The Spirit of Power
“Like livestock that go down into the valley, the Spirit of the Lord gave them rest. So you led your people, to make for yourself a glorious name” (Isa. 63:14).- Isaiah 63:7-14
Even though the typical old covenant believer did not experience the Holy Spirit in the same measure that we enjoy as the new covenant church, Old Testament authors are well aware that the Spirit plays a decisive role in salvation. He is the Spirit of power who redeems the people of God, working in their midst to apply the Lord’s redemption. Our Creator’s work to rescue His people is not by human might or power, but by the strength of the Holy Spirit (Zech. 4:6).
Today’s passage reveals this truth. In Isaiah 63, the prophet looks forward to that final day when God will judge His enemies and redeem His people from bondage to His foes (vv. 1–6). This final redemption harkens back to the exodus, when the Lord saved the Israelites from Egypt’s oppression. Recalling this original exodus, Isaiah predicts a final exodus, an eschatological (end-of-days) work that the people could count on because the Lord rescued them in the days of Moses (43:1–2; 63:7–14).
The exodus from Egypt was brought about by the work of God through the Spirit’s power. Isaiah 63:7–14 is actually full of Trinitarian overtones that may not have been clear to the original readers of this passage but are plain to us who live under a fuller revelation. The compassionate covenant Lord, whom we would identify as God the Father, planned to show mercy to the house of Israel (vv. 7–8). He sent the “angel of his presence” (probably a reference to a pre-incarnate appearance of God the Son) to redeem His people from the pharaoh (v. 9). The Holy Spirit made this salvation effectual, dwelling among the people to guide them out of the slavery of Egypt into the freedom of Canaan (vv. 10–14). This probably refers to the Spirit’s indwelling of the tabernacle (Ex. 40:34–38) — God dwelt with His people but remained hidden behind the curtain, not making His presence fully known among Israel.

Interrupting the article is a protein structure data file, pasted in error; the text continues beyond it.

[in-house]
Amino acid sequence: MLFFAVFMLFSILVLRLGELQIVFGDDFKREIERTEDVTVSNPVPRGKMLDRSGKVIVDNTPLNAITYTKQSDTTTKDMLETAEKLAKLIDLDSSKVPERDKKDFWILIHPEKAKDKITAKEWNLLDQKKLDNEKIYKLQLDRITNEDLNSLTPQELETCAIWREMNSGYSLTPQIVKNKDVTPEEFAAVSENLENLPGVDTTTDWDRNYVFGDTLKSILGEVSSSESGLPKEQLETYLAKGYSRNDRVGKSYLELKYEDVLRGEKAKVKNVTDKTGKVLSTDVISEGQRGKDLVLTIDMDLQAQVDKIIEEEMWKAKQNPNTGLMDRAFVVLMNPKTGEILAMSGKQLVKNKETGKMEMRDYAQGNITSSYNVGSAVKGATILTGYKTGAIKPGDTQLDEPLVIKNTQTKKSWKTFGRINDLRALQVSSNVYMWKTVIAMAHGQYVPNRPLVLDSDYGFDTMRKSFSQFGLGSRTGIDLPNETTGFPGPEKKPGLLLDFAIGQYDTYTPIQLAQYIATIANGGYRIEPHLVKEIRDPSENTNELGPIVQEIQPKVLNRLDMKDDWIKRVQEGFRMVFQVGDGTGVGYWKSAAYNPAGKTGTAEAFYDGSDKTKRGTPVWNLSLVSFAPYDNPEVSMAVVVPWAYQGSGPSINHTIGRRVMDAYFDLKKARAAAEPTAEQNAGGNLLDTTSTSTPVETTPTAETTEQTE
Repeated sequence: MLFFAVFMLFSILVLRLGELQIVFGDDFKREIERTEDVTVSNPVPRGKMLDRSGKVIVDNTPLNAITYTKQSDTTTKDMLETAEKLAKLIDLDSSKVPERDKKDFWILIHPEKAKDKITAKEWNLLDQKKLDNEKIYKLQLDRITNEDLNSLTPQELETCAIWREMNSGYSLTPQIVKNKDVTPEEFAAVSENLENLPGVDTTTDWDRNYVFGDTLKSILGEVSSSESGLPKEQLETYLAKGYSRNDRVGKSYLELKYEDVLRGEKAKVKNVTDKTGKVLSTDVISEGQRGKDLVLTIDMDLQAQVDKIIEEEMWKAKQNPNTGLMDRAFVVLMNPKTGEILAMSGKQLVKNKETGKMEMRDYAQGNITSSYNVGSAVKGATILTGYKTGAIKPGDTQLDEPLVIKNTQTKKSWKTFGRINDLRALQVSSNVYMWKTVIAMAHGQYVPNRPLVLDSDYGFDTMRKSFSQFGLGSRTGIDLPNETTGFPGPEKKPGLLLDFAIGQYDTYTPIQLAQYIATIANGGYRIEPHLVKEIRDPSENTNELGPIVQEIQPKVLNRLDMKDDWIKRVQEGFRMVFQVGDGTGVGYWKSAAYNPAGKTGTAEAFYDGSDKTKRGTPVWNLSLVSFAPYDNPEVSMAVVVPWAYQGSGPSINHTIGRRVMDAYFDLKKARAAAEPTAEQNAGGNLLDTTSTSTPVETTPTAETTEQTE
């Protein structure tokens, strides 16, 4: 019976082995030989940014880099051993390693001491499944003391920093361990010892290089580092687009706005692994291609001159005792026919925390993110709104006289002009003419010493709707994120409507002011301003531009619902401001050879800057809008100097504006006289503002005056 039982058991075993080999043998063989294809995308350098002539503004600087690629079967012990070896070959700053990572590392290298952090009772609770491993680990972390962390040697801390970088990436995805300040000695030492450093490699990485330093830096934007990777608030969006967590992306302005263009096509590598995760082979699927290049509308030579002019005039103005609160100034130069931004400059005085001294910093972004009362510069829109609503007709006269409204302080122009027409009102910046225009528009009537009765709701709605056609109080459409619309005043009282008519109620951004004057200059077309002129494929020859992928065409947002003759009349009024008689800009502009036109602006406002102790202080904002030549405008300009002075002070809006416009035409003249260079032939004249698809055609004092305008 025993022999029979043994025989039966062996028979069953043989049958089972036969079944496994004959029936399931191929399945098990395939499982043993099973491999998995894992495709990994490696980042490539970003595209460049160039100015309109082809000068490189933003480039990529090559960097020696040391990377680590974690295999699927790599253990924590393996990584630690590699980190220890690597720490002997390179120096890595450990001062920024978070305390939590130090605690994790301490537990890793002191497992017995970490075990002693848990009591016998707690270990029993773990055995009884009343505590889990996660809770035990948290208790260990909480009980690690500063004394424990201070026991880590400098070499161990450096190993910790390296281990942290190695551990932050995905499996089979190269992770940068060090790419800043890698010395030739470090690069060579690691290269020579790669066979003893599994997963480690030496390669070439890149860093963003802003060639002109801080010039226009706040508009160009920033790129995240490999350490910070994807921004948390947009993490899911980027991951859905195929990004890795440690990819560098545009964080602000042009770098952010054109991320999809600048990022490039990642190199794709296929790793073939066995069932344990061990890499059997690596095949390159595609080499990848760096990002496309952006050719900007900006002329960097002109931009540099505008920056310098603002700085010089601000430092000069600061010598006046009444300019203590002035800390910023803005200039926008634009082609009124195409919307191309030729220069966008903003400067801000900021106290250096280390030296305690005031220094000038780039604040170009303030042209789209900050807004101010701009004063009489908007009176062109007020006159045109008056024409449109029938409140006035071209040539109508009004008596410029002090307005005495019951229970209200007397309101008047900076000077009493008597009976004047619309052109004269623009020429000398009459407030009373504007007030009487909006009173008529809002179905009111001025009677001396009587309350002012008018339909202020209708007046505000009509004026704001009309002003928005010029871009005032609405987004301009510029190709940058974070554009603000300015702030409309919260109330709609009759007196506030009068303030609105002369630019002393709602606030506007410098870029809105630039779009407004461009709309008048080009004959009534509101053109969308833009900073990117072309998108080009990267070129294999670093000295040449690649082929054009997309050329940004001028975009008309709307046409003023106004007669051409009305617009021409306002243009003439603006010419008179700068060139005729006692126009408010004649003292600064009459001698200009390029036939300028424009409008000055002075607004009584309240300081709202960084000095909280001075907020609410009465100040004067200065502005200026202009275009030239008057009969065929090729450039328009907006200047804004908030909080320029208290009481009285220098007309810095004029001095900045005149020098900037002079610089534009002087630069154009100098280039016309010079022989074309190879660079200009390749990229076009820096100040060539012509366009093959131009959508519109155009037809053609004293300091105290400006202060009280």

Still, the ancient Israelites saw the Spirit’s power in the dramatic rescue from Egypt, for as John Calvin comments on Isaiah 63:11, putting the Spirit in the midst of them “means nothing else than to display the power of his Spirit.” In these last days in which the church lives, we see the power of the Spirit on display more clearly than they did in the first exodus. We understand that God by His Spirit has always been rescuing His people from sin and death, foes stronger than ancient Egypt ever was.
In our day there is much talk of the power of the Spirit, and people want to see this power displayed “dramatically” in physical healings and other such phenomena. While we certainly confess the Spirit’s freedom and ability to bring about healing, it is important to remember that the most powerful and dramatic work that the Holy Spirit ever performs is to take a dead heart and make it alive with faith in Jesus Christ.
Passages for Further Study
1 Thessalonians 1:4–7
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